California’s State Compensation Insurance Fund (SCIF) consistently fails to timely pay doctors for the care of injured workers. Between January 1 and June 15 of 2022, SCIF ignored California law and failed to timely process 18,160 bills sent by daisyBill providers (a 38% non-compliance rate).
Making matters worse, Preferred Provider Organization (PPO) discounts from the likes of Anthem Blue Cross reduce SCIF reimbursements to pittance rates. In 2022 so far, SCIF paid our clients, on average, only:
In response to our inquiries regarding two missing payments, SCIF blamed the lack of payment on Anthem’s tardiness in applying its discounts to the reimbursement amounts owed per the Official Medical Fee Schedule (OMFS).
In other words, SCIF doesn’t pay on time (as required by California law) because Anthem needs more time to strip revenue from doctors (Why does California allow Anthem Blue Cross to profit from doctors’ treating California injured workers?).
As the mind-numbing chat and call below show, neither entity seems interested in taking responsibility for the non-compliance, preferring instead to mutually shift the blame to each other. Meanwhile, the circular blame game and paltry payments clearly demonstrate that treating SCIF-insured patients is a financial hazard for medical practices.
As data from over 44,000 e-bills sent to SCIF by daisyBill provider clients demonstrates, extreme reimbursement discounts amount to a depressing statistic: SCIF paid a combined 72% of OMFS rates for E/M services this year to date, thereby withholding over $1.3 million from providers.
Treating injured workers at these rates is financially impossible in the long term, as our recent comparison of Medicare expenses and workers’ comp expenses makes clear.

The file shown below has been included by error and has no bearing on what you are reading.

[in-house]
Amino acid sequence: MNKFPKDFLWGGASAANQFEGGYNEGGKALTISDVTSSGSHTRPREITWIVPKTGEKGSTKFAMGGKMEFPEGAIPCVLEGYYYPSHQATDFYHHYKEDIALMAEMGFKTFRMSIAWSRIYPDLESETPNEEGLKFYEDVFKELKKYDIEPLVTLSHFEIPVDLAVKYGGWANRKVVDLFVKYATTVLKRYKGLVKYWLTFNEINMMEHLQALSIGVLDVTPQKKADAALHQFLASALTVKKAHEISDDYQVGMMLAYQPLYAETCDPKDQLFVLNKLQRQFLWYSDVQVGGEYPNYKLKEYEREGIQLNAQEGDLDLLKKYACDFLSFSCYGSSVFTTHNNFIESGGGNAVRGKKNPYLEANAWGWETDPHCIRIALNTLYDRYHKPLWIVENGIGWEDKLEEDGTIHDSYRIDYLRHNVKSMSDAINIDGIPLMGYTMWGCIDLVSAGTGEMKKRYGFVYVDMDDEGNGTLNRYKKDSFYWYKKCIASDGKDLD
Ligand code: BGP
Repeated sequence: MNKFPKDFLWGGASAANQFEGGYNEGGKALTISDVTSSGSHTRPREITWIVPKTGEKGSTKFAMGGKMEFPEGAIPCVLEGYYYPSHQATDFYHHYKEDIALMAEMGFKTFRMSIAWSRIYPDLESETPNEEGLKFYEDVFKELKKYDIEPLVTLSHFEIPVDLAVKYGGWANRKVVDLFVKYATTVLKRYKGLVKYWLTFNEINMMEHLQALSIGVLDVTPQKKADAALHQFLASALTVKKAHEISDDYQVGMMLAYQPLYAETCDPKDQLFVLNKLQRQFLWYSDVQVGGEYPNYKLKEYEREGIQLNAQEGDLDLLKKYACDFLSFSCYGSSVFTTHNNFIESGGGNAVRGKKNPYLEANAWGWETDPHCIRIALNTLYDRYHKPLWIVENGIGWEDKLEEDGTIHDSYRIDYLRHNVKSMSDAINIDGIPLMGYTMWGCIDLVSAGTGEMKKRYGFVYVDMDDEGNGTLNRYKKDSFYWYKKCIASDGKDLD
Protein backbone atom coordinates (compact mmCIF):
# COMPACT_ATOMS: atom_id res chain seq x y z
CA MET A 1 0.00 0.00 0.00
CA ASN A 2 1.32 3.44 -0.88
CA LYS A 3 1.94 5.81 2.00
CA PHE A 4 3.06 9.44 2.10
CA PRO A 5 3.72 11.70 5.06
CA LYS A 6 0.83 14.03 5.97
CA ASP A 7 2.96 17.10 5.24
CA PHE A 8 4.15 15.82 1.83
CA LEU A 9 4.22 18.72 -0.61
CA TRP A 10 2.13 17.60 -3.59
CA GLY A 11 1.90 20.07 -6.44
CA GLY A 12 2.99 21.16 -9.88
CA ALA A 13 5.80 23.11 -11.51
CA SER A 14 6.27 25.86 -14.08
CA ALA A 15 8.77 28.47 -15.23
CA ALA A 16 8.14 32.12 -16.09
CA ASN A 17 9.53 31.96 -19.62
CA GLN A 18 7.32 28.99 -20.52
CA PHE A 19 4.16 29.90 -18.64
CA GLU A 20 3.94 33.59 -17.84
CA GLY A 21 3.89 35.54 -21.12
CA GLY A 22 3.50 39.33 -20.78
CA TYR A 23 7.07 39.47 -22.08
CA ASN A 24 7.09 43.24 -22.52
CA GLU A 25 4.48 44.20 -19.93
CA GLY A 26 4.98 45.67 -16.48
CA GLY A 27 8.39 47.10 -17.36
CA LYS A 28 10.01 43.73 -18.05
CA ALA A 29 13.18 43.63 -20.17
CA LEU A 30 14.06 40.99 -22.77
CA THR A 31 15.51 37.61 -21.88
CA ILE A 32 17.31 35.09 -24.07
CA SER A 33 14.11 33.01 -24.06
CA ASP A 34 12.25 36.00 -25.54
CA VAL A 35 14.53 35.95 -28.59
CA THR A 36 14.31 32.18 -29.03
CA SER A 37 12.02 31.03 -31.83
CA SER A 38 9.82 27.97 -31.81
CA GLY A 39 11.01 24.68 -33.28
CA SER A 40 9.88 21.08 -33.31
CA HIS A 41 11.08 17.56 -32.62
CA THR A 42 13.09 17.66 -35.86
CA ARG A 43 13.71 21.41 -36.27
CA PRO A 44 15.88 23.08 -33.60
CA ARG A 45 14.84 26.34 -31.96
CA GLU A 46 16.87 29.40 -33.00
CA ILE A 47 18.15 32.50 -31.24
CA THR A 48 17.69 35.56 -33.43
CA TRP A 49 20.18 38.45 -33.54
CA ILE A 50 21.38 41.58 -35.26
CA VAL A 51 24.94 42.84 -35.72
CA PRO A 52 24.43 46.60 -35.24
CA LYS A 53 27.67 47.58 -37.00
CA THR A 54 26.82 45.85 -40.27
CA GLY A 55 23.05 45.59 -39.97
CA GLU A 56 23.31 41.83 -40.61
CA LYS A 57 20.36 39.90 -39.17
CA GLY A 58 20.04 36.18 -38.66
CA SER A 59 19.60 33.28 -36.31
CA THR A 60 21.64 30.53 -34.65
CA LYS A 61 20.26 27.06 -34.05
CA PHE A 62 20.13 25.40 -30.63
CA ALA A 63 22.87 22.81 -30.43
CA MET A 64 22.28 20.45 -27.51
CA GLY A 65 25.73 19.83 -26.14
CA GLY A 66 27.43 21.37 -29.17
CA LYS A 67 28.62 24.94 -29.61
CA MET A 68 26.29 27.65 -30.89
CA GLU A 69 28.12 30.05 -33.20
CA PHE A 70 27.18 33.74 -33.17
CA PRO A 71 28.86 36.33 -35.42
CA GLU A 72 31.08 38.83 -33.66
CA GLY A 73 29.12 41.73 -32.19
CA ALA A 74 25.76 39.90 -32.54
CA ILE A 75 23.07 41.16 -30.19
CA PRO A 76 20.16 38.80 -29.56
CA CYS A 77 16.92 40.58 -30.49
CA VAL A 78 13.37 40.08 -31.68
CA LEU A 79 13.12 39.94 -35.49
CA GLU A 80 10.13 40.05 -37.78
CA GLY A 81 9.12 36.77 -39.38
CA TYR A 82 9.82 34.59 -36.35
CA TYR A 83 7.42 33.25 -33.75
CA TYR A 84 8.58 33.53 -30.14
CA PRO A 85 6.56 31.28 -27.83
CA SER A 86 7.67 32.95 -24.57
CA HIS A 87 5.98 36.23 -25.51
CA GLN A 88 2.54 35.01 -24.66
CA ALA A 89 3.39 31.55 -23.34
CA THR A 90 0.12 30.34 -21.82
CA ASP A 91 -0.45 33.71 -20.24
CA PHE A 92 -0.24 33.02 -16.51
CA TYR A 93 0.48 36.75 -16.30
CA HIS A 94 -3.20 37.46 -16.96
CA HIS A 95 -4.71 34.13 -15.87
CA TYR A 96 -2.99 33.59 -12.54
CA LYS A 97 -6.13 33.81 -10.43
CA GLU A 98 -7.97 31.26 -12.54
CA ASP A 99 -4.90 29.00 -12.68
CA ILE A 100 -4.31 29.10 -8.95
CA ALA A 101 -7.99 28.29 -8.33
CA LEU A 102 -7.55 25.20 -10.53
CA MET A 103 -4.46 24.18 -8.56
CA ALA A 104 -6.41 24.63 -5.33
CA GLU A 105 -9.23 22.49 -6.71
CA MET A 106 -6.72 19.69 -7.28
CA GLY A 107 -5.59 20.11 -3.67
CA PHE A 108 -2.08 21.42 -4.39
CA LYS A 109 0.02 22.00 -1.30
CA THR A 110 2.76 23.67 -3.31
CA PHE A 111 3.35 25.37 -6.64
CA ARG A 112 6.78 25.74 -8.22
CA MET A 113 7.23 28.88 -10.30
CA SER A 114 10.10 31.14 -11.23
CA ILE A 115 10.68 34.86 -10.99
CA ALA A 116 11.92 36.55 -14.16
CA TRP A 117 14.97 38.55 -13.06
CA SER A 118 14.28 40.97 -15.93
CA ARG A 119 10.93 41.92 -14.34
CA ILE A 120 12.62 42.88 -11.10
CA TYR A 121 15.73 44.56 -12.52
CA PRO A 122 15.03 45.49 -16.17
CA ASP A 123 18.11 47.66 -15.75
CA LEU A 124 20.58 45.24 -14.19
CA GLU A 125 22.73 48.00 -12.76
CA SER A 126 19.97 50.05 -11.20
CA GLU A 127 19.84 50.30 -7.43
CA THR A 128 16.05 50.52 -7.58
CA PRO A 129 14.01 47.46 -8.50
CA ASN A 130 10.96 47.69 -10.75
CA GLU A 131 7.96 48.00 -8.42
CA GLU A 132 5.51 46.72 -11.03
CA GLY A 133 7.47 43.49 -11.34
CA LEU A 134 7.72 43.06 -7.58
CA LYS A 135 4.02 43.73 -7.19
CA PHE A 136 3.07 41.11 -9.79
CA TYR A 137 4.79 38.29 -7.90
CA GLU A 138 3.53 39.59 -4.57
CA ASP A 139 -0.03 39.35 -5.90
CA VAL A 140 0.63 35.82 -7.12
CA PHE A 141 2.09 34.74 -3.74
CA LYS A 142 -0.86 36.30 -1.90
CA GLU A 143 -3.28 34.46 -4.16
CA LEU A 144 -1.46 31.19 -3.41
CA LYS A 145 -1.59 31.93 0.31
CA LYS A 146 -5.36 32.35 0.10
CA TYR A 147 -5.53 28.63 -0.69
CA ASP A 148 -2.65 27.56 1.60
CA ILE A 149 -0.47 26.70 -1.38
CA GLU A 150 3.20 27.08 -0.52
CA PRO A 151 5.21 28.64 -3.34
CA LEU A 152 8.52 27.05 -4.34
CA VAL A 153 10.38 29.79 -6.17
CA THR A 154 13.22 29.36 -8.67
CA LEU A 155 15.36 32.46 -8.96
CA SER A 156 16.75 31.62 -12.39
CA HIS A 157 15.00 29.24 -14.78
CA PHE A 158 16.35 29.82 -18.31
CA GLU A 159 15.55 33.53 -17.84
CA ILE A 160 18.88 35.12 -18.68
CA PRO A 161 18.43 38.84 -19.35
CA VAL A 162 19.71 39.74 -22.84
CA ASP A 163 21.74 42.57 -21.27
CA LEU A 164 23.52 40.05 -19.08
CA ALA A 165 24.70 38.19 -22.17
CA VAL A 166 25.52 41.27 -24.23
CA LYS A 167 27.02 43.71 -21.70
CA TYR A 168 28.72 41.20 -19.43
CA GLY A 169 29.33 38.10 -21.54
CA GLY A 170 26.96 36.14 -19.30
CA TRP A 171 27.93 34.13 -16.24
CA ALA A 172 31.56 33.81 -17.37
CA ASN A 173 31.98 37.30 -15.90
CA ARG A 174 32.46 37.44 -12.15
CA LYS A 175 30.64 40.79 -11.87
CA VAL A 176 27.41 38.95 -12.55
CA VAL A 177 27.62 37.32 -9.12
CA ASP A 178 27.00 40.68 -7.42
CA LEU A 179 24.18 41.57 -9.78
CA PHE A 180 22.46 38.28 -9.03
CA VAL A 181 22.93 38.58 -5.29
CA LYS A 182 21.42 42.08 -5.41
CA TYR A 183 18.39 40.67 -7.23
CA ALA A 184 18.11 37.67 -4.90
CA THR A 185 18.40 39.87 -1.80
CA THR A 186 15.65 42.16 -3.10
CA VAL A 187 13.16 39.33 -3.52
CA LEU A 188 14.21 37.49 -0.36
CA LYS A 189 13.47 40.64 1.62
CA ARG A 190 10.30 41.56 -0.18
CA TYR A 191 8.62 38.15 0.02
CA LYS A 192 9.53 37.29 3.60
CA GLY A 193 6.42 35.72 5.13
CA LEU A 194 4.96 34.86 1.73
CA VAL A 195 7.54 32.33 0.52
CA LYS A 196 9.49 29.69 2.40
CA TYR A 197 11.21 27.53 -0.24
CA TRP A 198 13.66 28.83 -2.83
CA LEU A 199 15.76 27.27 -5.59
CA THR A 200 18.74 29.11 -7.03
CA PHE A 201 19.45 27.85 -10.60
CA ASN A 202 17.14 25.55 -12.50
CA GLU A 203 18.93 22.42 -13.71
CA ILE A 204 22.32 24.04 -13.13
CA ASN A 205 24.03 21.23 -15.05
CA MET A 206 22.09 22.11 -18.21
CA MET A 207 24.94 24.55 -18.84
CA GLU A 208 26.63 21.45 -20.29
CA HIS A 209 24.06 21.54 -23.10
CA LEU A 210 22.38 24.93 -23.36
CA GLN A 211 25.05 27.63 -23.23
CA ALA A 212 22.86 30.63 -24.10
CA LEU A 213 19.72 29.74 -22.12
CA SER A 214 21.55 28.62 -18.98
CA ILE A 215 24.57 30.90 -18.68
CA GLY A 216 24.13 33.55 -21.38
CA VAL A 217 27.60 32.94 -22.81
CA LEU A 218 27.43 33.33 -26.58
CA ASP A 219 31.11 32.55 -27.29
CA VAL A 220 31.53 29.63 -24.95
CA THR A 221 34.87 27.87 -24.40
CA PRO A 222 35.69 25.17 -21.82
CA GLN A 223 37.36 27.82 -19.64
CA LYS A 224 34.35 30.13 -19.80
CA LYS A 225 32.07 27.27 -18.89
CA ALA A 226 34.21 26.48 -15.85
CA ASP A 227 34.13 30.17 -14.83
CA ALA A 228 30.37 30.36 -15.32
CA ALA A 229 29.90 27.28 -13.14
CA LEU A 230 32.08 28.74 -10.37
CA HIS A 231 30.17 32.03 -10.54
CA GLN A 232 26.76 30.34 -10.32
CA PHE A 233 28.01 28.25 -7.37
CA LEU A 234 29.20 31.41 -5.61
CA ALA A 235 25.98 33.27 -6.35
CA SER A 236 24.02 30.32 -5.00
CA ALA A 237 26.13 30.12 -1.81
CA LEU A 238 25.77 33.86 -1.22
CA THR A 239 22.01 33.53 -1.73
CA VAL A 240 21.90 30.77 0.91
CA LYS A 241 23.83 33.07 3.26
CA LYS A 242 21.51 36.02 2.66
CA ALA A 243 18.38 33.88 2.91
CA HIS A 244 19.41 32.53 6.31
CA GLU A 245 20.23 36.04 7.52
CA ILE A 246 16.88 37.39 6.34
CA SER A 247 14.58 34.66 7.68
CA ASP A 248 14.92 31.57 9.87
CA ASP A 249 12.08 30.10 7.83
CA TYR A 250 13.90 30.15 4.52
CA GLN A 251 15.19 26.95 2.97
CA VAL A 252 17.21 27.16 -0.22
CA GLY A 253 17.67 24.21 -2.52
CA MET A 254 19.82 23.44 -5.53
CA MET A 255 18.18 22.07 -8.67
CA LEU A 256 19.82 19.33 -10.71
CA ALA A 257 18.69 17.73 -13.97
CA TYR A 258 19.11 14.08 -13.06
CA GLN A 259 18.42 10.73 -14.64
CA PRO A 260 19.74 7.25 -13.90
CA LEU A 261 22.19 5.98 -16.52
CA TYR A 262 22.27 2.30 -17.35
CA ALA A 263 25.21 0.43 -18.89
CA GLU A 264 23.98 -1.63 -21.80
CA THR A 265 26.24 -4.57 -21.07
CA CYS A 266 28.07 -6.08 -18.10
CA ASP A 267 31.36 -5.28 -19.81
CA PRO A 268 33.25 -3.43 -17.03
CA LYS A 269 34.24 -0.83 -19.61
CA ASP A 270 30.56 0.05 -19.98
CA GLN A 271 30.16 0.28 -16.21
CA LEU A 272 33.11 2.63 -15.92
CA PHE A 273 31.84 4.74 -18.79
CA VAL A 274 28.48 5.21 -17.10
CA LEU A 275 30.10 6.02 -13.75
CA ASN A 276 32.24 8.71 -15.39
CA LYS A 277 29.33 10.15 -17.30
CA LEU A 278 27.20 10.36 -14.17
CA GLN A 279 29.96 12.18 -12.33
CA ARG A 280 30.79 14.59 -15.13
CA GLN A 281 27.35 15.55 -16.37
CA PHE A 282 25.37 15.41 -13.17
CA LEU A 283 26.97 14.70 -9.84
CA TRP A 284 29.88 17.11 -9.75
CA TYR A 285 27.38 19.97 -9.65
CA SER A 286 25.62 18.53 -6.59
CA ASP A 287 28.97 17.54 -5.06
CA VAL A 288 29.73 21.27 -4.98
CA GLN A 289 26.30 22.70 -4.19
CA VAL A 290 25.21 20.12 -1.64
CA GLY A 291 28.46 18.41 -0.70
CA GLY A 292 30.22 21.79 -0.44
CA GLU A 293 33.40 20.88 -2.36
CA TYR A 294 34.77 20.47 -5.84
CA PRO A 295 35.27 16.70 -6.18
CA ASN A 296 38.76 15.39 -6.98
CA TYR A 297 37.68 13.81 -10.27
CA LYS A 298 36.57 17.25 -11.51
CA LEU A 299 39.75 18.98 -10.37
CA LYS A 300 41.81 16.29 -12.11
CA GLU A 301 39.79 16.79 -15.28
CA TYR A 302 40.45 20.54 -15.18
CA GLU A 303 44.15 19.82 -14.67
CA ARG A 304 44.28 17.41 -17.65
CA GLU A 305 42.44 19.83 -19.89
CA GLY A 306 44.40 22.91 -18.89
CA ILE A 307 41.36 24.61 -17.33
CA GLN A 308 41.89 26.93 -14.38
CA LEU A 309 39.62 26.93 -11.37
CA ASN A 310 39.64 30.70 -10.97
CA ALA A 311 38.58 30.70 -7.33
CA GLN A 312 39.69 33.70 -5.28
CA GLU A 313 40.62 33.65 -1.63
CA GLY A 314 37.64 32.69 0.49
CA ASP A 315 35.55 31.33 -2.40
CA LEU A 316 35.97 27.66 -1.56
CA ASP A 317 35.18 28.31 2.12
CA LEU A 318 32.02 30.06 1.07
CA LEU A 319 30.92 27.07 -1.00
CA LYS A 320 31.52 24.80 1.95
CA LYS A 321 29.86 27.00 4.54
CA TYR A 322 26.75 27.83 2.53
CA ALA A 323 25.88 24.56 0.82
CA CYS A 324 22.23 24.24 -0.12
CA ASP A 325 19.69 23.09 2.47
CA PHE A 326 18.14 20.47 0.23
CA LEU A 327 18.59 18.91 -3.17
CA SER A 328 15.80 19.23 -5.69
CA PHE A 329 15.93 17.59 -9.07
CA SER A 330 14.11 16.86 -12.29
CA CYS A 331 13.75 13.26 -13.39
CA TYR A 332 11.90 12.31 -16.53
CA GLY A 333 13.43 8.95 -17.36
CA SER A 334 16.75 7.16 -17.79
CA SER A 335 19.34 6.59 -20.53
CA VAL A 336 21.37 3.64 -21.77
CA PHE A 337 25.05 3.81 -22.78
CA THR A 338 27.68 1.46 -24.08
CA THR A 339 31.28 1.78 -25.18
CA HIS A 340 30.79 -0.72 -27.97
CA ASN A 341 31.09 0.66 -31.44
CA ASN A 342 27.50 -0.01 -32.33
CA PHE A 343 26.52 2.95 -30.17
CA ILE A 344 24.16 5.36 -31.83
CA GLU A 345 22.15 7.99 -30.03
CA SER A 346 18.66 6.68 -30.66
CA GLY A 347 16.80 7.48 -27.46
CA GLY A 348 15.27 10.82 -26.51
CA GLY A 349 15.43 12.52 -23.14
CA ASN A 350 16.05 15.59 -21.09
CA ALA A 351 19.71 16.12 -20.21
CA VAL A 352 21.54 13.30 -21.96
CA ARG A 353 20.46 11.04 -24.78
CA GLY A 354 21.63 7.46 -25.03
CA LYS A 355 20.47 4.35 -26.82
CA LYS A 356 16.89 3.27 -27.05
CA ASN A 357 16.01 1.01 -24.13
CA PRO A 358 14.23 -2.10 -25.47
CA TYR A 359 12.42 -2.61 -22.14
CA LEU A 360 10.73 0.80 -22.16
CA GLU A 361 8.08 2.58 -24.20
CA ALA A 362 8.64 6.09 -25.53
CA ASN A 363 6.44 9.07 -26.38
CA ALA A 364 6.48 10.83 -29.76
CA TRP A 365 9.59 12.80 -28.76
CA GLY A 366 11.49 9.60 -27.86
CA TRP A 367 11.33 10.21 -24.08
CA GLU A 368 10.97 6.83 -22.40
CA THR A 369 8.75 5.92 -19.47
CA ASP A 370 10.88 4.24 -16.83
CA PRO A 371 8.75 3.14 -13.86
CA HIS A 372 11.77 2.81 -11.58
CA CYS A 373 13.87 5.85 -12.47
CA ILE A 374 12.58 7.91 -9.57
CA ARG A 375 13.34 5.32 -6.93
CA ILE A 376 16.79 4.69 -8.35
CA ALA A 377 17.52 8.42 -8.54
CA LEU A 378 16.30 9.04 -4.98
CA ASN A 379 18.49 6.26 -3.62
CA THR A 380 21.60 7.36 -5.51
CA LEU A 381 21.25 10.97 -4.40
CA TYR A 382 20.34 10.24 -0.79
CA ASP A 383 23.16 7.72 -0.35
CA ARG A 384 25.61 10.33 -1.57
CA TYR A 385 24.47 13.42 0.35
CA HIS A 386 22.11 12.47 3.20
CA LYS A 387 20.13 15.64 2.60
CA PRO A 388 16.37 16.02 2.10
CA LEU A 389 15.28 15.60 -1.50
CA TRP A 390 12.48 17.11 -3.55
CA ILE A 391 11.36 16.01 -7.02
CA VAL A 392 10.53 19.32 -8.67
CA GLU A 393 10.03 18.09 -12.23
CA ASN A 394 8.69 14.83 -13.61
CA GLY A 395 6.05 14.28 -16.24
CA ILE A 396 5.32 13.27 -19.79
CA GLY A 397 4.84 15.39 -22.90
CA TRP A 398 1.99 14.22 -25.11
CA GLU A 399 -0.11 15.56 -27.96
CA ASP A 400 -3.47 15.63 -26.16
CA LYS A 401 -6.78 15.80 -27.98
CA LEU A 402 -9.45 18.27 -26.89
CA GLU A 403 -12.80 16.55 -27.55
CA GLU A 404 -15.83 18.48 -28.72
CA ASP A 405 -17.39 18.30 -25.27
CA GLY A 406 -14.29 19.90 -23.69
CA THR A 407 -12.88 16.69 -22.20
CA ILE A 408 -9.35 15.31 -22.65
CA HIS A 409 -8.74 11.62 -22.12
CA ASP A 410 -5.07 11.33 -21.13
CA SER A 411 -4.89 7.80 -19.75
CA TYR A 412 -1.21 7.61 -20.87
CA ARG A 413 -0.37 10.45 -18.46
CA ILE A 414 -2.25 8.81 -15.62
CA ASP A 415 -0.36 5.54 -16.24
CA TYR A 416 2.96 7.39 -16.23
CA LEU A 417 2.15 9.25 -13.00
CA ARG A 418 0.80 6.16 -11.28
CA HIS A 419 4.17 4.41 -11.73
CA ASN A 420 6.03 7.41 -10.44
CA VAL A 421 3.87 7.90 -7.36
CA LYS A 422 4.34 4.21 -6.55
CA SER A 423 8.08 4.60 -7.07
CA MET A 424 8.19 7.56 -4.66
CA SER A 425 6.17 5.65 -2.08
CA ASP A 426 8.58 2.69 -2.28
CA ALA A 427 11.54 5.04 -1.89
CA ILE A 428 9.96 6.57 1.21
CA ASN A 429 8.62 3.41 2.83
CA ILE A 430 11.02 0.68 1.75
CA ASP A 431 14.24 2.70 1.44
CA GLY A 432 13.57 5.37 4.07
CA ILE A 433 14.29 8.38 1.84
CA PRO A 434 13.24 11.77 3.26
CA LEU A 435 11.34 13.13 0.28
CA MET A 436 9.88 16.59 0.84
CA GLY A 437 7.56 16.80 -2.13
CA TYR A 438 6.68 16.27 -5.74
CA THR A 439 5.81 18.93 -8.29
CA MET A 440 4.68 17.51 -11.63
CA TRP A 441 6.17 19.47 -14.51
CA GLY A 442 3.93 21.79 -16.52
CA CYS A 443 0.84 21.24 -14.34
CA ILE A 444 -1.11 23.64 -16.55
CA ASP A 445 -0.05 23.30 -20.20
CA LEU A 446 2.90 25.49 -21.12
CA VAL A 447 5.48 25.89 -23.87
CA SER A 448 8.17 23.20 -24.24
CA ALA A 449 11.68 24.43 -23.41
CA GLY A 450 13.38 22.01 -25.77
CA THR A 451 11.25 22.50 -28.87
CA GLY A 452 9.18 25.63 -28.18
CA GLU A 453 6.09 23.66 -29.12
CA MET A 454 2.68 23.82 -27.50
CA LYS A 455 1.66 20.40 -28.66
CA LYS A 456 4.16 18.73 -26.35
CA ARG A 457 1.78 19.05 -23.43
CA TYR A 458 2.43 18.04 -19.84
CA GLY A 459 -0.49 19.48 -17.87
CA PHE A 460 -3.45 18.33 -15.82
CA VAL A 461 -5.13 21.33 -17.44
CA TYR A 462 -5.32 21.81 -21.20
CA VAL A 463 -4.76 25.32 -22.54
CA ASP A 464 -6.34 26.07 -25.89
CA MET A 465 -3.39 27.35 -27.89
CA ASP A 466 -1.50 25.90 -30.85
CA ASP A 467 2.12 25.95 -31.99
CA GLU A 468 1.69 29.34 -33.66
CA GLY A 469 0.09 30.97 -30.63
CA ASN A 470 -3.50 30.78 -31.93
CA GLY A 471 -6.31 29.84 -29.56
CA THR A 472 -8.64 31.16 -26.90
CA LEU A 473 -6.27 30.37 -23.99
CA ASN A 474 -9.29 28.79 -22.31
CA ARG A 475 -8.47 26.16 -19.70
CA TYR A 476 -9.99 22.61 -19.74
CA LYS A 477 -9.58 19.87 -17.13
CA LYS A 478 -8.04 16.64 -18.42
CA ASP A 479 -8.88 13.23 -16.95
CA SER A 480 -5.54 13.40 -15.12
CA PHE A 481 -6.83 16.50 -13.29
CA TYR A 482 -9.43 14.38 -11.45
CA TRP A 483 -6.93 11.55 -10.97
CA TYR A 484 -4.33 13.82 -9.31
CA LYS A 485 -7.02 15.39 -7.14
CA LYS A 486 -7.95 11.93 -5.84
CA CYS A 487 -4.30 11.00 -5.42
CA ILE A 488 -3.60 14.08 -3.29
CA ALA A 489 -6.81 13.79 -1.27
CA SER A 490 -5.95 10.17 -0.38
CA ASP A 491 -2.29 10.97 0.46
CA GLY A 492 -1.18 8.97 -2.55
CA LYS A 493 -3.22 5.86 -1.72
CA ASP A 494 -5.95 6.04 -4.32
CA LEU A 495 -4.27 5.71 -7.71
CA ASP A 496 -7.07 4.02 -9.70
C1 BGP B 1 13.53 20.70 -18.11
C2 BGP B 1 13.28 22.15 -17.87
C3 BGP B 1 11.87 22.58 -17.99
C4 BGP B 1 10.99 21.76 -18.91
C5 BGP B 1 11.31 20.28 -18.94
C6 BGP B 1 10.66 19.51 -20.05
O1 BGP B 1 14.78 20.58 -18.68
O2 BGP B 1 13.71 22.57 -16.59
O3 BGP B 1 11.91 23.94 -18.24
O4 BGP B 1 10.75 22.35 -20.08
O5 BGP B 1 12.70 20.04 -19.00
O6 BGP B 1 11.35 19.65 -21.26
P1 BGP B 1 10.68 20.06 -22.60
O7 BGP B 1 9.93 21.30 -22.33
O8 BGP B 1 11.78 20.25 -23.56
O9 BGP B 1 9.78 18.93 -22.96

And doctors, don’t hold your breath for these (puny) payments. While California law requires the claims administrator to remit payment and the e-EOR within 15 working days of receiving the provider’s e-bill, SCIF failed to meet that mandated deadline 38% of the time for bills submitted in 2022.
Worse, for 4% of bills sent so far in 2022, SCIF simply failed to return the e-EOR at all. That’s 1,797 e-bills for which the doctor’s administrative staff must contact SCIF to track down payment for the treatment rendered.
When daisyBill agents reached out to SCIF via live chat to resolve one provider’s unpaid e-bill — a full month overdue — SCIF claimed that it wasn’t possible to send payment or an EOR until Anthem was finished “processing” (read: pruning) the bill.
(As noted above, SCIF requires providers to initiate a separate chat for each of the 1,797 unpaid bills; a ridiculous administrative burden for practices that treat injured worker).
As directed by the SCIF chatter, daisyBill reached out to Anthem about two missing payments for which SCIF placed the blame on Anthem. The Anthem representative informed daisyBill that neither bill was “on-file” with Anthem. Further, Anthem’s “pricing team” — the only people who might know the actual status of the bills — does not take “live calls.”
According to the Anthem representative, the only way to get in touch with the Anthem pricing team is to obtain the EORs from SCIF; the missing EORs for the unpaid bills in question. Yes, the only way to get information about these unpaid bills was to wait until the bills were paid.
If you can’t believe this, we don’t blame you. Click below (or here) to hear and see for yourself:
Does SCIF really expect providers to continue treating injured workers under these conditions, and at these paltry rates? Providers, it’s past time to take action. You have the power to decline to treat SCIF-insured injured workers.
Bottom line: The SCIF/Anthem duo is a financial disaster for medical practices. Capitulating to this duo’s behavior serves no one, injured workers included.
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